Project aims to help a river heal itself

October 05, 1994|By Andrea F. Siegel | Andrea F. Siegel,Sun Staff Writer

More debris from the Old Severn River Bridge is to be dumped into the river tomorrow as part of a second project aimed at restoring the waterway. This is an $80,000 effort to stabilize the collapsing peninsula that separates delicate Brewer Pond from the river.

The 22-acre pond, just downstream from Round Bay near Crownsville, is an unusual combination fresh and sea water pond.

The project is designed to create a 5-acre marsh in the river along the peninsula that advocates say will help the river heal itself with wetland plants that soak up nutrients and trap silt.

Workers will use railings from the old bridge and 2,000 tons of granite to create a 2,100-foot-long breakwater in the river parallel to the eroding peninsula. The new marsh will lie between the rocks and the peninsula, said John Flood, president of the Federation of South River Associations and designer of the project.

Over the years, strong waves have eroded the hook-shaped peninsula, with clumps of its cliffs falling into the water.

"It has been dubbed the single worst source of sedimentation on the Severn River," said Tom Andrews, the county's chief environmental official.

Hydrogeologists estimated that if unprotected, the peninsula will erode away within 20 years, smothering the Severn River and Chesapeake Bay with tons of dirt and taking away the protected pond where bald eagles and blue heron feed.

Help has come from many sources for the project.

The state and county are contributing $70,000 toward the cost of the project, while the U.S. Fish and Wildlife Service is paying $10,000. The Sherwood Forest community paid for consulting studies leading to the project, and children in the community will plant marsh grasses.

The State Highway Administration is giving the railing from the bridge, which is being demolished now that a new one has been completed. Mr. Flood is charging minimal fees. Dr. William Koenig, who cannot use his property for anything, has consented to its use for dumping the bridge debris, and science teacher William Moulden, who heads the Sherwood Forest Naturalist Program, is coordinating.

In that sense, it is similar to another project Mr. Moulden coordinated: The building of three oyster reefs in the Severn, which began last month, has a list of a few dozen collaborators, from children to bureaucrats.

In a generation, the Severn has been suffocated by development that led to the death of most of its oyster and fish reefs, and took away the grasses that were home to insects and shellfish and provided food for once-abundant wildlife.

Collaborations among various state, federal and local government agencies, along with communities and armies of volunteers may be the wave of the future for small projects aimed at saving the Chesapeake Bay and its tributaries, Mr. Moulden said.

"Those living on the Severn River and within the Severn River watershed cannot expect government or others to solely rescue our beloved river," he said.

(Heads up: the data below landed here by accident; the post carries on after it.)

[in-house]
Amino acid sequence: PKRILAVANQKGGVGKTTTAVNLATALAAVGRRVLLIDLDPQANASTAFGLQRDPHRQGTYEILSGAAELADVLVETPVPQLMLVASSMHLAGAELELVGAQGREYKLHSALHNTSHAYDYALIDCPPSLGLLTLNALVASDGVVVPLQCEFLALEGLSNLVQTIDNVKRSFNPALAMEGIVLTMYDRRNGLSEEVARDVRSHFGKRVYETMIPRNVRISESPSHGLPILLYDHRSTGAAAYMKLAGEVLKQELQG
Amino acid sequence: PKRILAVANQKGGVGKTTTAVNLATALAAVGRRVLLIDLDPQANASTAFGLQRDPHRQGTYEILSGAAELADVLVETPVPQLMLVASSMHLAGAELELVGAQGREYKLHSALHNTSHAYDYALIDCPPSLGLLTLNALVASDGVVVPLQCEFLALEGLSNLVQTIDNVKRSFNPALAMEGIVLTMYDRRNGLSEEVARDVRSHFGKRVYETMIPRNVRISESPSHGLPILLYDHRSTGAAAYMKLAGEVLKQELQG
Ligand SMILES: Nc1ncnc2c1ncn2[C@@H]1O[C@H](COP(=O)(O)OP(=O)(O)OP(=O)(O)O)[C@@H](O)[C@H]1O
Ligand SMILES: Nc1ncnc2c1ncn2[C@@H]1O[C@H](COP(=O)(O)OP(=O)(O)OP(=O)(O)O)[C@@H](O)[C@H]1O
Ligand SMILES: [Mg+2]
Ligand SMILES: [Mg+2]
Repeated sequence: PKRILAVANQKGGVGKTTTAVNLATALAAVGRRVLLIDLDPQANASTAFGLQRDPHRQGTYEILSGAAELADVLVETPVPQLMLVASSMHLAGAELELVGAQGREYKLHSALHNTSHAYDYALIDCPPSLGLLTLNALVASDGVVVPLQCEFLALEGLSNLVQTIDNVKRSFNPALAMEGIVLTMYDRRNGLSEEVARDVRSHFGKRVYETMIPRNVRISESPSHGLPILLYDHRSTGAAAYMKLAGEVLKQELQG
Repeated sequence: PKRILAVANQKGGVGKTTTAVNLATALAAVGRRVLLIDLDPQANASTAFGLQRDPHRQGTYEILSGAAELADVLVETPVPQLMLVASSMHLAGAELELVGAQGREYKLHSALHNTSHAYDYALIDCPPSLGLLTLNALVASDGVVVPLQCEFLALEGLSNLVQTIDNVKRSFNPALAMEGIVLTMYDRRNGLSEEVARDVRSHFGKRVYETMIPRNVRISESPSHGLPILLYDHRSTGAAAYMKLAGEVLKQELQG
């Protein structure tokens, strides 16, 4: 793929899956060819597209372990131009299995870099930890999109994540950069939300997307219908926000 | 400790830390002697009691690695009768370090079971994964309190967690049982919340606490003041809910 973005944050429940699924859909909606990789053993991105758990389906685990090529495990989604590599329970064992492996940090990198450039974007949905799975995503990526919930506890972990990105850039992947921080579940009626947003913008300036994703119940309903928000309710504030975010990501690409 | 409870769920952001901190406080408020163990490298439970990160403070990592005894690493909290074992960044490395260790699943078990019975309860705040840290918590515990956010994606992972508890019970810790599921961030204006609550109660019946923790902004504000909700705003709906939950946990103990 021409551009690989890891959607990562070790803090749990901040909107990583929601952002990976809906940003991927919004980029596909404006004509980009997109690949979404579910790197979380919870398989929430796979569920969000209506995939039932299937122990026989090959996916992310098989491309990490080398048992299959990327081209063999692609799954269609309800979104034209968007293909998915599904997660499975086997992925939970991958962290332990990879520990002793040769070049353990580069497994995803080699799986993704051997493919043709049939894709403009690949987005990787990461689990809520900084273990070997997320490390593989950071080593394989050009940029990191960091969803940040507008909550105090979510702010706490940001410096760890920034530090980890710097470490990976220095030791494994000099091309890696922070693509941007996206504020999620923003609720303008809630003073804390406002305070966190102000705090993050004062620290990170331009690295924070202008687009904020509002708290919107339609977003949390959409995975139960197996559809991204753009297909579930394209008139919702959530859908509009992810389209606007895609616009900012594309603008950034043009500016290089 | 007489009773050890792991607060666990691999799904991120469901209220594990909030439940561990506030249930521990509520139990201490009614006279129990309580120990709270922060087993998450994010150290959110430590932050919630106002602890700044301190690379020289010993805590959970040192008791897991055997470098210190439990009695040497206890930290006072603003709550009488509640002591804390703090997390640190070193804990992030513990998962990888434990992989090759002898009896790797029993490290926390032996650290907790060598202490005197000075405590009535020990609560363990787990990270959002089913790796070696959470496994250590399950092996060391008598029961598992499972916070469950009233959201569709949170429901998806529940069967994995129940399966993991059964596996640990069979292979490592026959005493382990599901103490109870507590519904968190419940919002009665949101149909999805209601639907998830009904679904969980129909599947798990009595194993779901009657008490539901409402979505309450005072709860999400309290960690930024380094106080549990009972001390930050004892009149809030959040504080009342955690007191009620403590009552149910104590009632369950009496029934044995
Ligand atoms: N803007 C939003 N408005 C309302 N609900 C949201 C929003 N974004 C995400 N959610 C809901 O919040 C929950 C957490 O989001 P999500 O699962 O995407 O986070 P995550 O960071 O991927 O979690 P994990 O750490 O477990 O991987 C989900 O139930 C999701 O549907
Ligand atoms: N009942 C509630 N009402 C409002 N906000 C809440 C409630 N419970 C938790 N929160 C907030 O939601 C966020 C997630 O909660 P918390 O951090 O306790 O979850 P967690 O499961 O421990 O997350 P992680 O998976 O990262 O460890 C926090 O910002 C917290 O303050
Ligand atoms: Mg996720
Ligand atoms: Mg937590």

"That's a wonderful attitude to have," said Paul Massicot, director of the Department of Natural Resources Tidewater Administration.

"If we'd have hundreds of groups like that around the state, we'd be a leg up on the bay restoration program. It's going to take more than just government programs over the long haul to restore the bay and keep it healthy," he said.

Peter Jensen, state director of fisheries, said he and other state officials cooperate with community groups "because we think that restoring the bay does require the involvement of everybody. And if they are in a position to undertake small projects we are willing to help them. Maybe the local successes will show us how to do it better somewhere else."

Mr. Moulden, a vice president of the Severn River Association and member of the Severn River Commission, is showing a 1-year plan to restore the river to both groups.

"I want to see a clean river," he said. "I and my children swim in it and live by it."

The plan, he said, takes advantage of the state's strategy to help cure the bay's ills by working on the waterways that feed it.

Elements of Mr. Moulden's plan include having children cultivate millions of oysters to seed oyster shell reefs. It also includes building a 10-acre reef at the mouth of Spa Creek and a 2-acre reef off the point of Epping Forest and building a 1-acre reef at the mouth of Weems Creek.

"We want to have zillions of gallons of water being filtered every day," Mr. Moulden said. An oyster can filter up to 50 gallons a day, cleansing the water by dining on many of its impurities.

That he got the oyster reefs in the Severn at all has excited other community groups.

The Chesapeake Harbor Community Association has been studying for two years a plan to build a small oyster reef near the mouth of Spa Creek, said Charlie Ross, a past president of the community association and president of a condominium association there.

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